Elder planning explored during webinar

By Brandon Martin

The Estate & Elder Law Center of Southside Virginia, in conjunction with the New College Institute’s LIFE series, hosted a free webinar to provide guidance on asset and Medicaid planning.

The webinar, hosted by Managing Attorney Robert Haley, was designed to provide seniors and caregivers the tips they need to avoid the prospect of debt associated with long-term care and nursing facilities.

Haley said there are two types of planning when it comes to assets–advanced and crisis. Advanced planning is completed five years or more prior to the need for long-term care while crisis planning is done when long-term care is imminent.

Those that find themselves in the crisis planning phase often seek out attorney’s like Haley who said the primary challenge is getting under the asset limit in order to qualify for Medicaid–$2,000.

Individuals in Virginia are allowed to keep $2,000 when they apply to Medicaid for long term care. If they are over this amount, they must spend down on care. Individuals are not allowed to give gifts of any amount for a period of 5 years (60 months) prior to applying to Medicaid.

“Basically, what you are doing is taking money that would count against you on an application and changing it to money that works for you instead,” Haley said.

All assets are not created equal, according to Haley who said that they break down into exempt and countable assets. Some examples of assets that are exempt from being counted towards the $2,000 limit are one car (to be used to transport the elder to and from appointments), prepaid funerals, term life insurance, personal possessions, certain government bonds, assets in special needs trust or in an irrevocable trust like estates.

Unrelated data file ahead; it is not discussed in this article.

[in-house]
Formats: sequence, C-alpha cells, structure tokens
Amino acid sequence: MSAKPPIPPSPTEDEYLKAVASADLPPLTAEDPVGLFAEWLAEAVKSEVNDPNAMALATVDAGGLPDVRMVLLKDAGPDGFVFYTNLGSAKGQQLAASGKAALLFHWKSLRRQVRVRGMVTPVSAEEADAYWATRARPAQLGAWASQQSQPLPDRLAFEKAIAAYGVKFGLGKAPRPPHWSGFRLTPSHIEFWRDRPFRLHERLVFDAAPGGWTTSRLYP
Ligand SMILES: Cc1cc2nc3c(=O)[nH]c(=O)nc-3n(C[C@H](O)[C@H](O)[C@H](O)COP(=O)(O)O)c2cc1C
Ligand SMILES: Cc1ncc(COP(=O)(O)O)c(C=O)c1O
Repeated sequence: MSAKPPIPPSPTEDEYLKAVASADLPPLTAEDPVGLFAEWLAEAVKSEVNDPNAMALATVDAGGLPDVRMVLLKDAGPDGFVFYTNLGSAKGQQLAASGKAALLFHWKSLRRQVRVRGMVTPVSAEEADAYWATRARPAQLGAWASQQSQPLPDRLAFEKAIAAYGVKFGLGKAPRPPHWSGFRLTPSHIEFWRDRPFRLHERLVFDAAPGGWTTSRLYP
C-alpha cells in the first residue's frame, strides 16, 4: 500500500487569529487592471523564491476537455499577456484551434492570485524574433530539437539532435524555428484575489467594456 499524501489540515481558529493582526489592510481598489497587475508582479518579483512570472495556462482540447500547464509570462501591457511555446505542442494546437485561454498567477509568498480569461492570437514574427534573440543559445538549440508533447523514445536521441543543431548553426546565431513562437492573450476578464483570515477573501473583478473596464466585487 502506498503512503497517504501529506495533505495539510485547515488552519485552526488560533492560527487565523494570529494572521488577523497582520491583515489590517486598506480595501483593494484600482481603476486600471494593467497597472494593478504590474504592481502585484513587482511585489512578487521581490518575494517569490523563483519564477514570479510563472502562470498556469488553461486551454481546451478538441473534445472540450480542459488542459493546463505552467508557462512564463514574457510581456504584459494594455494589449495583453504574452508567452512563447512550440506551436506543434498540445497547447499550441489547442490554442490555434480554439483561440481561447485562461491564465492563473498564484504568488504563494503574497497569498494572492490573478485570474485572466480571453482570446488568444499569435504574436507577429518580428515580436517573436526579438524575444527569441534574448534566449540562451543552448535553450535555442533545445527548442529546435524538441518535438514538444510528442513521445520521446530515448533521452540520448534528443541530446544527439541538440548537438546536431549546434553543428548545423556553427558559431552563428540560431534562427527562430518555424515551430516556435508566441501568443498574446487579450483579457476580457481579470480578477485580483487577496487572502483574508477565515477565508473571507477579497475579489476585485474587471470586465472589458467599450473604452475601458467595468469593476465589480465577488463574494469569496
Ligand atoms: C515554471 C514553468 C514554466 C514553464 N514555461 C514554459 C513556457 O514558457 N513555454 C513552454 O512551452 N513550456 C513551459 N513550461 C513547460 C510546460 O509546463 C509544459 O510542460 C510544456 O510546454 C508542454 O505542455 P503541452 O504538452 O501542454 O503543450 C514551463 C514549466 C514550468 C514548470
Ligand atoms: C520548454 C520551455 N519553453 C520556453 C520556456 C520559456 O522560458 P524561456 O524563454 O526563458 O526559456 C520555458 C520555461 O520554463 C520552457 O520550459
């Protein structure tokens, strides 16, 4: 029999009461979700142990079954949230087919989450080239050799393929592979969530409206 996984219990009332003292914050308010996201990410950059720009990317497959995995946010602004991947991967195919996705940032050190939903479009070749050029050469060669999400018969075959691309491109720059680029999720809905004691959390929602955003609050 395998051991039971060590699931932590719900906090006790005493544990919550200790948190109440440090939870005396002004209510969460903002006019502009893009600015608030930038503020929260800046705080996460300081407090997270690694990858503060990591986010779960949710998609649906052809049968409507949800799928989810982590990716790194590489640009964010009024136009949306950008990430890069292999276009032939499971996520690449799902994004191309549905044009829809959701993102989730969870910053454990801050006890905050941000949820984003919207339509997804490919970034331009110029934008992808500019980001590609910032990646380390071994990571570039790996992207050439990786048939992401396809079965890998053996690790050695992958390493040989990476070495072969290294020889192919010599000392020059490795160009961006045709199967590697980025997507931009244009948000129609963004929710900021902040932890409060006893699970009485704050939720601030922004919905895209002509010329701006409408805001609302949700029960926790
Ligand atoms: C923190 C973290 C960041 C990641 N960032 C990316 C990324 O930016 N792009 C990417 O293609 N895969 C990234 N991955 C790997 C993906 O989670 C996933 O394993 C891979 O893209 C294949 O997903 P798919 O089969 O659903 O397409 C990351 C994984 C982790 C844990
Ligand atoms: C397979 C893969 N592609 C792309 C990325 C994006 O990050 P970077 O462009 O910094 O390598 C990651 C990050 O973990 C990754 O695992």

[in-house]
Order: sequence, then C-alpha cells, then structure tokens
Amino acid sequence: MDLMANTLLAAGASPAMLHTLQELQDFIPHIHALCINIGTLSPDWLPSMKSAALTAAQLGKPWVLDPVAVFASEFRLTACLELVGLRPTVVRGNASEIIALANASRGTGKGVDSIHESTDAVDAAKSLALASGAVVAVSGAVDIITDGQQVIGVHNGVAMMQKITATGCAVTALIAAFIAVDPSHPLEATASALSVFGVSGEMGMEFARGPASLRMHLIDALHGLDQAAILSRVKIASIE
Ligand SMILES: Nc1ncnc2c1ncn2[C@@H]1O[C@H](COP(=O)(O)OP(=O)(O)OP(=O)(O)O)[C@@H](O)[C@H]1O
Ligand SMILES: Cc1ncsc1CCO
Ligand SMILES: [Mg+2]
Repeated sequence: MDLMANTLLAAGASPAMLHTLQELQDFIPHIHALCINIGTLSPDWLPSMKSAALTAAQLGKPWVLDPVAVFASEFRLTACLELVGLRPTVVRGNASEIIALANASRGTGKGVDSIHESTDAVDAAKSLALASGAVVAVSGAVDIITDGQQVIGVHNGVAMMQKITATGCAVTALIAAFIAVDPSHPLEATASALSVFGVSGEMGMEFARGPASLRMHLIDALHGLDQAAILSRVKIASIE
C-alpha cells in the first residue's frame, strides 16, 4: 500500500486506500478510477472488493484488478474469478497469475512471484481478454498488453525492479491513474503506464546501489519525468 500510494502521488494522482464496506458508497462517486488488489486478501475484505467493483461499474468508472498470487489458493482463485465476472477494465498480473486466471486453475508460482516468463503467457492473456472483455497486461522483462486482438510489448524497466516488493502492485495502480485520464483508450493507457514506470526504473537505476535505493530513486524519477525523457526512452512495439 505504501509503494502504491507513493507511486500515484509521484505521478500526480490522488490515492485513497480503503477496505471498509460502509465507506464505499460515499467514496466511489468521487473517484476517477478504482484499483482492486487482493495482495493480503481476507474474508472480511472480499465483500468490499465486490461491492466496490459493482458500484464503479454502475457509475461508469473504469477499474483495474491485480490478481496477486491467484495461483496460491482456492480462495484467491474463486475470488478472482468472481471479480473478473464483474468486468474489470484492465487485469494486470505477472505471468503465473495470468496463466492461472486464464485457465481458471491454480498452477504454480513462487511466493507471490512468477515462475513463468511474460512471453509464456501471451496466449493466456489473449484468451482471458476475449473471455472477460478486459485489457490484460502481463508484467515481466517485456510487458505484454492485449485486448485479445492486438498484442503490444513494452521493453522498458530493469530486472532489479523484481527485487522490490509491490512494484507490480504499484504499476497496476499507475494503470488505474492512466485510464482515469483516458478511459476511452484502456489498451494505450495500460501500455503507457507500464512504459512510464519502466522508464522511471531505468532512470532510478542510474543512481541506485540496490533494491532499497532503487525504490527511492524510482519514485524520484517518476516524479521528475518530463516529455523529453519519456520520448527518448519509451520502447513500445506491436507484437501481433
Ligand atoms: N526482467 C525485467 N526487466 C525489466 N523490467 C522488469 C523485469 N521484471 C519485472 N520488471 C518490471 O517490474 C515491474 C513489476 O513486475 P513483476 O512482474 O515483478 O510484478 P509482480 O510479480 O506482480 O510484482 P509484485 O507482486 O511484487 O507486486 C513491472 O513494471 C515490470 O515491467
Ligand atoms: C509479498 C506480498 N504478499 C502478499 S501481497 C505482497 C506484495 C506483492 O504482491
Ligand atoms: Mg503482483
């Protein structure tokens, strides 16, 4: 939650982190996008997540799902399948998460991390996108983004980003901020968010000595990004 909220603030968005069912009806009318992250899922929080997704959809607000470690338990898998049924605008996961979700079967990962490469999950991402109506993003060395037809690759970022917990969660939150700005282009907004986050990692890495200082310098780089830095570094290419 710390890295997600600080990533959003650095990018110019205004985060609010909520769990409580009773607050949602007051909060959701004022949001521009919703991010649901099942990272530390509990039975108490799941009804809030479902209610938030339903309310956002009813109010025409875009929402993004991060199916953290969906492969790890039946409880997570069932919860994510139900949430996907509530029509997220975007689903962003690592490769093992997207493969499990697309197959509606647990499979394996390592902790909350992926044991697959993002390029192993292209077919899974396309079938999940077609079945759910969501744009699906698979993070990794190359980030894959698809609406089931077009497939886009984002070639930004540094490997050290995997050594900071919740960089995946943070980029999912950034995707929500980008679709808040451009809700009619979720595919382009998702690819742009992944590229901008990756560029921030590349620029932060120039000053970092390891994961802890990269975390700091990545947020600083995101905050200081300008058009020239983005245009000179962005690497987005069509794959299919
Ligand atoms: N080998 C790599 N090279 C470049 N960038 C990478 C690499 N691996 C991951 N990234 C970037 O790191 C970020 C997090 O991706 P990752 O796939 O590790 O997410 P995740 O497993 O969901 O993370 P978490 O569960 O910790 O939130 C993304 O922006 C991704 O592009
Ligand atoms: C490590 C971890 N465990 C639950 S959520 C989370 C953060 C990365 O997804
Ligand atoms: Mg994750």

Those that elders need to consider carefully are the countable assets such as a house, investments, 401(k) plans and all other retirement plan assets.

Haley gave an example of a daughter who doesn’t want to put her mother in a nursing home.

“People don’t want to go into a nursing home unless it’s the last resort,” he said.

One way to implement asset planning in this scenario is for the daughter to move in with the mother as a “caretaker child.”

Haley said this could work by setting up an hourly contract between the parent and child for caregiving services rendered.

“It gets the money out of the person’s name to lower the asset amount below the $2,000 limit and it compensates the child for time spent,” he said.

Under this option, income and payroll taxes would still have to be paid by the child.

He also suggested combining other strategies such as planning a funeral in advance and using assets to pay for it in advance. Taking advantage of the one vehicle rule could also be done by purchasing a new car, further spending the assets in a way that is beneficial to the elder. That’s not the only way to get rid of assets, according to Haley.

“If a child has been living in the home long enough then the house can be transferred to the caregiver under the Medicaid Caregiver Transfer Exception,” he said.

As mentioned earlier, Medicaid looks at all uncompensated transfers within a five year period which results in a “penalty period.” The longer the penalty period, the longer an individual has before they can enter a long-term care facility.

In Virginia, you can configure the amount of penalty months by dividing the amount of your asset transfer by a set $6,422.

Luckily, Haley said that the amount transferred can be used to pay towards a nursing home bill each month leaving the children with the balance left over following the monthly income deduction.

Couples that both require Medicaid for long term care in Virginia are allowed to keep $3,000 in assets. If there is one spouse that requires care, and one that does not, the spouse that does not receive care is referred to as the Community Spouse. The Community Spouse is allowed to keep 50 percent of their assets up to $123,600 in countable assets which is known as the Community Spouse Resource Allowance. The Community Spouse is allowed to keep 100 percent of their marital assets up to $24,720.

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